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HIV ‘Patient Zero’ cleared after years of blame for AIDS crisis

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A man frequently blamed for spreading HIV to the US was not responsible for the initial outbreak, a study has confirmed.

During the early AIDS crisis, gay French-Canadian airline steward Gaëtan Dugas was frequently named-and-shamed in the press as ‘Patient Zero’, blamed for spreading an HIV outbreak in the Caribbean to New York.

However, a study this week concluded that he was not responsible – and a simple misunderstanding was responsible for years of blame.

Mr Dugas was originally designated as ‘Patient O’ in 1984 Los Angeles research, denoting ‘Outside of California’.

This was misinterpreted as ‘Patient 0’ – incorrectly identifying him as the source of the AIDS epidemic – and widely disseminated in the press alongside reports of his promiscuity.

Analysis from a blood sample confirmed the air steward was definitively not responsible for the transmission of HIV from the Caribbean, due to the HIV strain present.

Richard McKay, author of the new study, said: “The current study provides further evidence that patient 57, the individual identified both by the letter O and the number 0, was not patient zero of the North American epidemic

“Gaétan Dugas is one of the most demonised patients in history, and one of a long line of individuals and groups vilified in the belief that they somehow fuelled epidemics with malicious intent.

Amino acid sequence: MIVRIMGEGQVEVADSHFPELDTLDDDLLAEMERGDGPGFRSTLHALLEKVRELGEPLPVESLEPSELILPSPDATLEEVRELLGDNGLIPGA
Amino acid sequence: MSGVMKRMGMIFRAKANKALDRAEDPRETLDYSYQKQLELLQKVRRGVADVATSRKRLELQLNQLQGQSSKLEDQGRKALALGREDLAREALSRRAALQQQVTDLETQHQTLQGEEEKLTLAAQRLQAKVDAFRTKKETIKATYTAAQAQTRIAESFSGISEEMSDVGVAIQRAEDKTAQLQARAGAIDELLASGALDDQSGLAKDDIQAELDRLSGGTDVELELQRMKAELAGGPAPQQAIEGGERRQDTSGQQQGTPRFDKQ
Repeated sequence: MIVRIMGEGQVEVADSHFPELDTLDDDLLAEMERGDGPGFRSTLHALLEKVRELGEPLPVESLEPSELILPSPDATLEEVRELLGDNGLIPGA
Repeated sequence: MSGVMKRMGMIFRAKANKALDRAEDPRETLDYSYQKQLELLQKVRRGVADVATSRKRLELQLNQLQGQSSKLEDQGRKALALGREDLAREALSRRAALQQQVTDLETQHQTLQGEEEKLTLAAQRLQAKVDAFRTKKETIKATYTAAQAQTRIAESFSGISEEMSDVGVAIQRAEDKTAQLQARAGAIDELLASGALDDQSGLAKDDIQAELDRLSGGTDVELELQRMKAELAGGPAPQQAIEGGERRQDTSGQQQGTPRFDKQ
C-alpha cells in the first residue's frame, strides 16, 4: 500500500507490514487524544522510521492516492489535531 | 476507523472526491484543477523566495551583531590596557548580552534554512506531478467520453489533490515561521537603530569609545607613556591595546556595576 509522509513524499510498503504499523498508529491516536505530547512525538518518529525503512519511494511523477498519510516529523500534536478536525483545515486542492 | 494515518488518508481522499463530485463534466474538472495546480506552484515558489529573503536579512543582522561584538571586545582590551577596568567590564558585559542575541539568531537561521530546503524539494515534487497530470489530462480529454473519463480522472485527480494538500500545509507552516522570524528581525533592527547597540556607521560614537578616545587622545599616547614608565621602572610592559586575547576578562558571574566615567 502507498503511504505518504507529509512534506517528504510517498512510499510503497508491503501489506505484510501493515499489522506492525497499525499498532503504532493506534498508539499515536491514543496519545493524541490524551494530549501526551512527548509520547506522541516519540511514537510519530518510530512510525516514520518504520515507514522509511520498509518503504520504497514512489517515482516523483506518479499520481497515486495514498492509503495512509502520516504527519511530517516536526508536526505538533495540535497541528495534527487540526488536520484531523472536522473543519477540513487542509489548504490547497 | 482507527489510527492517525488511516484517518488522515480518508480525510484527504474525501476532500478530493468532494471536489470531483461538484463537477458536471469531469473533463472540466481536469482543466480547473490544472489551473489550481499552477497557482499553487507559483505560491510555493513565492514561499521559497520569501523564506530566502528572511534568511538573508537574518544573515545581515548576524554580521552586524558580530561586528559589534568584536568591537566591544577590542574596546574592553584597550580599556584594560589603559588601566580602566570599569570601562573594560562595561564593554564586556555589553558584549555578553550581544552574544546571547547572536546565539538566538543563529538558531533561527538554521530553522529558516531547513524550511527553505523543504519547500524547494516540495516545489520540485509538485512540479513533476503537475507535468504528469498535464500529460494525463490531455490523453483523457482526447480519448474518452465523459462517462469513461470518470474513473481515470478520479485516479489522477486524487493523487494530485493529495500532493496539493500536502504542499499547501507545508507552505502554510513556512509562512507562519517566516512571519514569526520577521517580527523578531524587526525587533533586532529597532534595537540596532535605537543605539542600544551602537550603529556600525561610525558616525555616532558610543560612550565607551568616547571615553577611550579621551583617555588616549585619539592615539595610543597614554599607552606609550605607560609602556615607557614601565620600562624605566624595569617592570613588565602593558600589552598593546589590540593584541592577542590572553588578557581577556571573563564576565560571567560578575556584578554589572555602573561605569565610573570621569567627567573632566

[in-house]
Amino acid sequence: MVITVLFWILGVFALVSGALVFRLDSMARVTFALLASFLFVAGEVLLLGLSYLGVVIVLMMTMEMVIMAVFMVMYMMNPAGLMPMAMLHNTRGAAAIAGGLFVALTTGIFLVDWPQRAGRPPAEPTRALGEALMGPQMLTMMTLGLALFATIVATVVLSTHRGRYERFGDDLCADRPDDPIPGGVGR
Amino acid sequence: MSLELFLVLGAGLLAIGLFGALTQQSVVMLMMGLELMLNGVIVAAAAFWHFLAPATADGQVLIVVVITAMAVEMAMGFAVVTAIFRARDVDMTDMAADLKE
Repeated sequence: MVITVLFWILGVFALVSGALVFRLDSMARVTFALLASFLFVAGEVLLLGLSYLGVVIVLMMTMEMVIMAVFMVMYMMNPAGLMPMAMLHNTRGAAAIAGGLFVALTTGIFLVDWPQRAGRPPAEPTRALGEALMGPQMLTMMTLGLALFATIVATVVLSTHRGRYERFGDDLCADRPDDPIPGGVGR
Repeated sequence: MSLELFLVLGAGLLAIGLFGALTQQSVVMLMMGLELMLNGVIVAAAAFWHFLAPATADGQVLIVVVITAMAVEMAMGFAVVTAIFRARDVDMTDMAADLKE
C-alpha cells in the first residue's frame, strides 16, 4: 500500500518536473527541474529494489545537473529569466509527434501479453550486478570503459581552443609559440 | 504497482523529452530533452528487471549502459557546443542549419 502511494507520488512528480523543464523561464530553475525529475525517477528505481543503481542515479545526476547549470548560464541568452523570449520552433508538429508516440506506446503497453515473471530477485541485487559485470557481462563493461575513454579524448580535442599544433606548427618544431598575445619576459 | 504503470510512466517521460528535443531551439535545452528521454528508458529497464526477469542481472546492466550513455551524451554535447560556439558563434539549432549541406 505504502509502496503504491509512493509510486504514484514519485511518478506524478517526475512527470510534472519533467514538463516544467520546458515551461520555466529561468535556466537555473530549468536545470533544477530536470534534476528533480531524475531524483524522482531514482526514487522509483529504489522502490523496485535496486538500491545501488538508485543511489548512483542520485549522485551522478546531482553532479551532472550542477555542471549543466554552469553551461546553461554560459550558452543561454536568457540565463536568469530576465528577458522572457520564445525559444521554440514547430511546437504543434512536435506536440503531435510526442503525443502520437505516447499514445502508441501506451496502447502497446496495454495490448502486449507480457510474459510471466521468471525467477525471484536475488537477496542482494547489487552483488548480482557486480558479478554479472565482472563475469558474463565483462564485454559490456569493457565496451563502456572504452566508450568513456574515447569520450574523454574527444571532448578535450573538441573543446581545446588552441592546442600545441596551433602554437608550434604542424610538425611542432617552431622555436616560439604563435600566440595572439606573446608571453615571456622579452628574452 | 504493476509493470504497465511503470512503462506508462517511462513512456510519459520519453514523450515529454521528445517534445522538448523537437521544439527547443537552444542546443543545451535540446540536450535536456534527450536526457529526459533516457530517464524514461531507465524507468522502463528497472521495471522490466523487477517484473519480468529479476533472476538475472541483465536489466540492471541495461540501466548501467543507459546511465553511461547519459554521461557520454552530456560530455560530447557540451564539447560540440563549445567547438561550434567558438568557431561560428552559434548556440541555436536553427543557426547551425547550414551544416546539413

“In many ways the historical evidence has been pointing to the fallacy of this particular notion of patient zero for decades.

“This individual was simply one of thousands infected before HIV/Aids was recognised.

The study notes: “Media coverage insinuated that this individual was the source of the North American epidemic and an exemplar of dangerous disease transmission — ideas which found a global audience.

“However, we found that the HIV-1 genome from this individual appeared typical of US strains of the time [and not linked to] the deeper Caribbean subtype B diversity, in a manner that might be suggestive of a special role.

“In short, we found no evidence that Patient 0 was the first person infected by this lineage of HIV-1.”

Dugas died in March 1984 aged 31, as a result of AIDS-related kidney failure.

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